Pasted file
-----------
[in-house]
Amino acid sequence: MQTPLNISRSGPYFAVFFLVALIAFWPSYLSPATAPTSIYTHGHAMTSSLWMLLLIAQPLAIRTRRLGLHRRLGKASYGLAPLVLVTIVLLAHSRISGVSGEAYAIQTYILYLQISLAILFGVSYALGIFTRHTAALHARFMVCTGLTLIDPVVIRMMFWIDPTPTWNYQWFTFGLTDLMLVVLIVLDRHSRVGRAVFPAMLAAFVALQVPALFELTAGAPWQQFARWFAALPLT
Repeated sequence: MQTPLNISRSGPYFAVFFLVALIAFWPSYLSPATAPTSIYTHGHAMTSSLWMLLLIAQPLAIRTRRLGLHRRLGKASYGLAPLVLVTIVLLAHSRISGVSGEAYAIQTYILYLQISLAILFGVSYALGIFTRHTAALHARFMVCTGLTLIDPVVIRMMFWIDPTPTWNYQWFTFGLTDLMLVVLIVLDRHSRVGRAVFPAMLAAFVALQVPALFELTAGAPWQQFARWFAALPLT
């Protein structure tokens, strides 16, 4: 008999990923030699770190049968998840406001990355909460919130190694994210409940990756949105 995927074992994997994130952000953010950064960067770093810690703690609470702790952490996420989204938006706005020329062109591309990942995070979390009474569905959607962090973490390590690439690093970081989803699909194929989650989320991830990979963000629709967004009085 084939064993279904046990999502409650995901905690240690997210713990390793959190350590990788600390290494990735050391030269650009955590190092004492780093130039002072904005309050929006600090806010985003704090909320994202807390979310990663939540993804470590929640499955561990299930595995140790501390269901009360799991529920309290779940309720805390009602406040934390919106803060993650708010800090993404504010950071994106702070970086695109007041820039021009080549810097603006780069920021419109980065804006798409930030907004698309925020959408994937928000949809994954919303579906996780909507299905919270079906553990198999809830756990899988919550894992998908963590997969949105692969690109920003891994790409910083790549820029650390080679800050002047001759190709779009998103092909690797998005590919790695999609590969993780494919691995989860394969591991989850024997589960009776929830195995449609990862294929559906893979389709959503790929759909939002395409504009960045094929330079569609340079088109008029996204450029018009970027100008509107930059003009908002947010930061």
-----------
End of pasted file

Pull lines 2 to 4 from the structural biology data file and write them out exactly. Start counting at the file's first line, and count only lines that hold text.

Amino acid sequence: MQTPLNISRSGPYFAVFFLVALIAFWPSYLSPATAPTSIYTHGHAMTSSLWMLLLIAQPLAIRTRRLGLHRRLGKASYGLAPLVLVTIVLLAHSRISGVSGEAYAIQTYILYLQISLAILFGVSYALGIFTRHTAALHARFMVCTGLTLIDPVVIRMMFWIDPTPTWNYQWFTFGLTDLMLVVLIVLDRHSRVGRAVFPAMLAAFVALQVPALFELTAGAPWQQFARWFAALPLT
Repeated sequence: MQTPLNISRSGPYFAVFFLVALIAFWPSYLSPATAPTSIYTHGHAMTSSLWMLLLIAQPLAIRTRRLGLHRRLGKASYGLAPLVLVTIVLLAHSRISGVSGEAYAIQTYILYLQISLAILFGVSYALGIFTRHTAALHARFMVCTGLTLIDPVVIRMMFWIDPTPTWNYQWFTFGLTDLMLVVLIVLDRHSRVGRAVFPAMLAAFVALQVPALFELTAGAPWQQFARWFAALPLT
């Protein structure tokens, strides 16, 4: 008999990923030699770190049968998840406001990355909460919130190694994210409940990756949105 995927074992994997994130952000953010950064960067770093810690703690609470702790952490996420989204938006706005020329062109591309990942995070979390009474569905959607962090973490390590690439690093970081989803699909194929989650989320991830990979963000629709967004009085 084939064993279904046990999502409650995901905690240690997210713990390793959190350590990788600390290494990735050391030269650009955590190092004492780093130039002072904005309050929006600090806010985003704090909320994202807390979310990663939540993804470590929640499955561990299930595995140790501390269901009360799991529920309290779940309720805390009602406040934390919106803060993650708010800090993404504010950071994106702070970086695109007041820039021009080549810097603006780069920021419109980065804006798409930030907004698309925020959408994937928000949809994954919303579906996780909507299905919270079906553990198999809830756990899988919550894992998908963590997969949105692969690109920003891994790409910083790549820029650390080679800050002047001759190709779009998103092909690797998005590919790695999609590969993780494919691995989860394969591991989850024997589960009776929830195995449609990862294929559906893979389709959503790929759909939002395409504009960045094929330079569609340079088109008029996204450029018009970027100008509107930059003009908002947010930061």